"Some of the guys went out and found traffic cones to set up a slalom course," explained Tex. "Tom and I circulated, through word of mouth, to head to the parking lot. A map was handed out for the drivers to follow. We called it a Streetkhana."
There was a restaurant right next door to the parking lot where the Streetkhana took place. "I went over there the night before and I told the manager that we had a bunch of guys who were going to be at the place early the next morning for breakfast so he'd better be ready for them," Tom recalled. "'No problem,' he said, 'We handle the conventions around here.' Late the next morning, I went over to get something to eat and I thought a bomb went off in the place. There were dirty dishes everywhere and the cook had stormed out and quit. They had never seen so many guys go through the place in such a short period of time."
Needless to say, all who attended were not disappointed, and deemed the 1st Annual Rod & Custom Street Rod Nationals a success; 1,200 participants and nearly 600 pre-'49 street rods made the show.
After the first Nats, street rods were beginning to be looked upon as more than parade cars or wedding fodder. The event was proof you could actually drive the damned things out of state!
Life After R&C
What has Mr. Medley been doing since he retired? "I've been campaigning vintage go-carts for the last five years," Tom said. "I was in Quincy, Illinois. I drove 4,000 miles round-trip with Randy Holtz; they have a class for drivers 60 years and over, and Randy won with my engine. All of the old-time cart drivers going back to the '50s get together out here in SoCal. We're called the Geritol Gang.
"I was in Alaska (Tom goes every year) terrorizing the salmon," chuckled Tom. "I was up there for the Fourth of July with my high school classmate friend Ken Eichar. Ken took his mighty Huey helicopter (Ken has a fleet of choppers) and hooked onto an American flag, 25 feet high and 50 feet long. We pulled that thing down over the town of Ketchikan. There were 10,000 or 11,000 people there for the big annual Fourth of July parade. Ken kicked the door off on his side and I rode shotgun with him ... he does this every year."
As you can see, the only thing that will slow down Tom Medley is the CHP. No retirement-home living for this street rodder. Stroker-hats off to you, sir.
Tex splits his time between Kauai, Hawaii, Idaho, and an area of Australia that is billed the street rod capital, Castlemaine. He's working on a number of books.
Bud has returned to his roots working part-time at a model train shop (he's a train nut) near Sacramento. But, after going to the Goodguys event in Pleasanton this past year, Bud said, "It got the juices flowing again." He is about to embark on a roadster project after years of being out of the sport.
Jake had a little business going with a guy named Pete (Pete & Jake's Hot Rod Parts), sold it, and semi-retired to his home garage in Apple Valley, California. I joke with Jake (he's a chum) that he should contact Meals on Wheels and NAPA to make house calls; then he'd never have to leave the premises. Plus, his property is starting to look like that farmer with the stack of old cars in Nebraska-tin everywhere! But you wouldn't expect anything less from Jake.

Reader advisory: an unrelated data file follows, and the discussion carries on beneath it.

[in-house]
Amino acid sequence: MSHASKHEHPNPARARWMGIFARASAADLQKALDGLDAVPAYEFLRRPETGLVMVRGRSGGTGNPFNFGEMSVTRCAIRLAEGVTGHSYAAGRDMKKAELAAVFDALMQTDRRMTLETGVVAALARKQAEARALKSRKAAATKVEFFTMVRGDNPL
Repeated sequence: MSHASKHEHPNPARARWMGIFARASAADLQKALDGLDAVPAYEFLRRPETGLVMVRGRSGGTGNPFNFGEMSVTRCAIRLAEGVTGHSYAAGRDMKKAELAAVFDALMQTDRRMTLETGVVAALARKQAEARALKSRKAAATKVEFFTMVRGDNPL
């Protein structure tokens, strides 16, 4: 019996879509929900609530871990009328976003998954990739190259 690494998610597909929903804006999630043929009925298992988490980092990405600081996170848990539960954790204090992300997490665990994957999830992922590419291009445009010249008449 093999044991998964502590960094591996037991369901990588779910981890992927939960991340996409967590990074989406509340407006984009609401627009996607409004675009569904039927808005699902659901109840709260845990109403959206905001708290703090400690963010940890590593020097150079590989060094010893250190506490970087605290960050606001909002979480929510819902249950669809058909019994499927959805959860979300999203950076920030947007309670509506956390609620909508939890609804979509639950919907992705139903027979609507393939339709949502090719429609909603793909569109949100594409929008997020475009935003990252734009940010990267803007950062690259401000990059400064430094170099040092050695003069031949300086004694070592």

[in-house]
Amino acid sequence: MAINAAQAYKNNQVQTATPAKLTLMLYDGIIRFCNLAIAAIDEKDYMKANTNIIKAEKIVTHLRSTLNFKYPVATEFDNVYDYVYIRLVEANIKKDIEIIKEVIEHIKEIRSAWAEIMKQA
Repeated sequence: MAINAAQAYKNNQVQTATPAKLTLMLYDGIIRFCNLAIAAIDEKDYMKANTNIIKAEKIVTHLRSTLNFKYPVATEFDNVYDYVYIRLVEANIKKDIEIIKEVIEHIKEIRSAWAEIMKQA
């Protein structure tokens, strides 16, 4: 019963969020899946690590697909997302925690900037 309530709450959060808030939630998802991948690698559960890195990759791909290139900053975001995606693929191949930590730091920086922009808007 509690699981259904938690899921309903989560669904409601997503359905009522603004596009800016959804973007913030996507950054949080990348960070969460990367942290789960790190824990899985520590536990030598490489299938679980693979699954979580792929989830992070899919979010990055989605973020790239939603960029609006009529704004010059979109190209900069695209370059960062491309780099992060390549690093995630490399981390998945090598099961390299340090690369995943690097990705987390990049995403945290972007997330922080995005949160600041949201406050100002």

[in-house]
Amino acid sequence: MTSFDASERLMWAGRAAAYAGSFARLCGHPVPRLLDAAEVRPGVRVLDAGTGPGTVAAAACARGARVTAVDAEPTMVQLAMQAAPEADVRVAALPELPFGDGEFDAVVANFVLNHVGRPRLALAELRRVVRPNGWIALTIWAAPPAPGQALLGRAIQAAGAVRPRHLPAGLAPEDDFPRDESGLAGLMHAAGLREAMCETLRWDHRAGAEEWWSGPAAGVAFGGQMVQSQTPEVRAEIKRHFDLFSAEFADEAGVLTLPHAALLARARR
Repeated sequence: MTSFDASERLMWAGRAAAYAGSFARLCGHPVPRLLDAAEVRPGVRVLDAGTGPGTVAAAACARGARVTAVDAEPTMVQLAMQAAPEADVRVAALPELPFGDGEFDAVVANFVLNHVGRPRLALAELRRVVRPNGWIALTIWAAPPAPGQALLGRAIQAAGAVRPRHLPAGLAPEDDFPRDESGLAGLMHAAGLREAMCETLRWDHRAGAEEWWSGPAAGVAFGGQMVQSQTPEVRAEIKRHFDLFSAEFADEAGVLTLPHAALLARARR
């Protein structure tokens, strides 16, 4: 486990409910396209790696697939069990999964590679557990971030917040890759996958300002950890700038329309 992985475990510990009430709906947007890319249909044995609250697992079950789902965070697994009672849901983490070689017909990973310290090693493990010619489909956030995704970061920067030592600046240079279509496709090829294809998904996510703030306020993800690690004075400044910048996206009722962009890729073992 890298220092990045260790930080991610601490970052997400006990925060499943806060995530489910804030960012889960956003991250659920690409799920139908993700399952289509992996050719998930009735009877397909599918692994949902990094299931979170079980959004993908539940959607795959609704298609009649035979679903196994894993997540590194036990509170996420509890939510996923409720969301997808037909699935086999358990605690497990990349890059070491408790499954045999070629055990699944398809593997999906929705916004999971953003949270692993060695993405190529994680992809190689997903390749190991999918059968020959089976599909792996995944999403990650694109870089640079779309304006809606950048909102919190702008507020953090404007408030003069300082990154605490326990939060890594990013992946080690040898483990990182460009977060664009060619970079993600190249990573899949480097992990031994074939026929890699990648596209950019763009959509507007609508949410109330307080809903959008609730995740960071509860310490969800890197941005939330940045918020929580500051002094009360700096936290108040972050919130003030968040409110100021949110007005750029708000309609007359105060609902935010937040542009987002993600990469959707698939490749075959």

On A Personal Note
It was important to interview the movers and shakers on Sunset Boulevard who put the Nats together. After so many years, I had to become a sleuth to track down Tex and Bud. It was after many dead ends and a phone call to a publishing house in Australia that I learn Tex was back in the states for Bonneville, where I eventually met with him. The same thing goes for Bud Bryan, until Andy Brizio came through.
The gratifying part in locating the old R&C staff was to get these fellows talking to one another after all these years. They had simply lost contact with one another.
The Rod & Custom Street Rod Nationals got ordinary street rodders like Ken Grimes and his friend Bill Achberger to travel-and not 20 or 30 miles in their rods, but in many cases, thousands of miles to attend a car show.
Thanks to the boys on the 3rd floor who wouldn't take no for an answer.
We left California with five cars to drive to Peoria. I had my '23 T-bucket for which I had won America's Most Beautiful Roadster at the Oakland Roadster Show in 1970, and I wanted to prove to people that you could drive those kinds of cars to car shows. Also along for the trip were Lance Miller in a '23 T-bucket with a blown Chevy, George Solomine in a '32 Ford three-window, Bob Burton in a '23 T Volksrod, and Don Specht in a '15 T roadster.
We left San Francisco and got as far as Reno, where Lance lost a starter and radiator (which fell into the fan). We called back to my shop and had Sue ship a radiator to Cheyenne, Wyoming. Don hooked a 6ft towrope to his roadster and towed Lance 740 miles to Cheyenne doing 70 mph!
After getting repaired and back on the road, Lance lost the blower. Luckily we had a spare intake and carburetor under the hood of Bob's Volksrod. That was the last major repair we had to do and made it into Peoria.
After all of this, and driving 2,000 miles one way, a guy wins the Best Car Award with a car that got there on a trailer. -Andy Brizio